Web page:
Plans include reviving the Bette Davis lounge, restoring the art murals, stripping paint from the original wooden frames and matching the original tiles, seats and other features of the theater.

Construction began in June.

Project Manager John Loper said a full restoration for this kind of property is not typically the first choice when approaching a theater space.

With the film industry releasing less products, operations for single-screen theaters like Lido might fare better with a roster of live events and fundraisers to fill in the remaining calendar and appeal to a greater mix of demographics in OC.

“The firm decided that the amount to update the theater into a modern space would cost the same as restoring it back,” Loper told the Business Journal.

Gregg Schwenk, CEO of the Newport Beach Film Festival, is looking to add the theater to the event’s venue lineup once again in 2024.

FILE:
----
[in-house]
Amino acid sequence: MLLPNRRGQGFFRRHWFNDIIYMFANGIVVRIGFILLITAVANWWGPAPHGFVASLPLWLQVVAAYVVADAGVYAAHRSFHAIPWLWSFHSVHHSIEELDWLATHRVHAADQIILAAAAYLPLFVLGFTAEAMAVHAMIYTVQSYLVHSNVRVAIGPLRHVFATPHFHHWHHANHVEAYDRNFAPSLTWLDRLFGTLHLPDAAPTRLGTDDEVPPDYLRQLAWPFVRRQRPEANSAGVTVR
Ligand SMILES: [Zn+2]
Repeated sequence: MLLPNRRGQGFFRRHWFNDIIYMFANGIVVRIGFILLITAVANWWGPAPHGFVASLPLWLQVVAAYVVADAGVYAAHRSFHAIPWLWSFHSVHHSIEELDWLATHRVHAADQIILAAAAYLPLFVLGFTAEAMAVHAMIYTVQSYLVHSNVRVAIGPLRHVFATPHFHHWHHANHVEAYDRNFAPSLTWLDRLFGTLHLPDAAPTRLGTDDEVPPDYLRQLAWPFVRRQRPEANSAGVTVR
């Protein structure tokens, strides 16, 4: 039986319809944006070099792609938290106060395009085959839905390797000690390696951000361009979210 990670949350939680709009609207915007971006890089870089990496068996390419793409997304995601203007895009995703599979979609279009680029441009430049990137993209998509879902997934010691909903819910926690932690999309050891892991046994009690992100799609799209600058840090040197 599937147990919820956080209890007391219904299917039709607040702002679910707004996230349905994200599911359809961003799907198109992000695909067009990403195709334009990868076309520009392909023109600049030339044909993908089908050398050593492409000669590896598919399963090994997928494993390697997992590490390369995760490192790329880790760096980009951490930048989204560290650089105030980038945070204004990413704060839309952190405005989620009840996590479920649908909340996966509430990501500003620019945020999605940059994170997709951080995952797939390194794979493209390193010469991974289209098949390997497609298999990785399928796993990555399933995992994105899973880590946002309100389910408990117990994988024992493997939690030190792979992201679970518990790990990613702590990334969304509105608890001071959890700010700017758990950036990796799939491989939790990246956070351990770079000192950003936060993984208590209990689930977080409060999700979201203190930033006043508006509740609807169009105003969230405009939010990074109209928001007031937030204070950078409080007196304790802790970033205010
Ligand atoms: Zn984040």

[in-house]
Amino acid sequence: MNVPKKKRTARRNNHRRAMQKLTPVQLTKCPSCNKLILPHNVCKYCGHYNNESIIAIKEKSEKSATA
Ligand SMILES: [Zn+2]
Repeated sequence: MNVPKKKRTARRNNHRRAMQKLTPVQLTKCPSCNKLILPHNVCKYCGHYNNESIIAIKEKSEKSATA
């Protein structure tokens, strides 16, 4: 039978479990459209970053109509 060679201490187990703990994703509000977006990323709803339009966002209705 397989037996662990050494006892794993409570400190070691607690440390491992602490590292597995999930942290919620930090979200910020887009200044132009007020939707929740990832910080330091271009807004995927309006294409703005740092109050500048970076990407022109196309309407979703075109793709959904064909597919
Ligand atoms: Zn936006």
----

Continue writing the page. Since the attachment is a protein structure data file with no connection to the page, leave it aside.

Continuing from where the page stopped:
Improvements in theaters like The Lido or the Newport Theater in Corona del Mar open up opportunities for events like the film festival to draw in even more attendees, Schwenk said.

The festival brought in 50,000 people this year, up from 48,000 in 2022.

“Everyone is looking for a quality experience,” Schwenk told the Business Journal. “People want to feel as if they’ve spent their time and money well.”

The Lido Theater aims to wrap up construction by spring with an anticipated opening in the summer of next year.

Discounted and Demolished

A shuttered movie theater in Brea could make way for new uses.

The Brea Plaza shopping center, located on East Imperial Highway, closed its second-run theater operated by LA-based TriStone Theater Group in 2019 due to discount theaters’ loss of access to blockbuster films, according to owner BOSC Realty Advisors.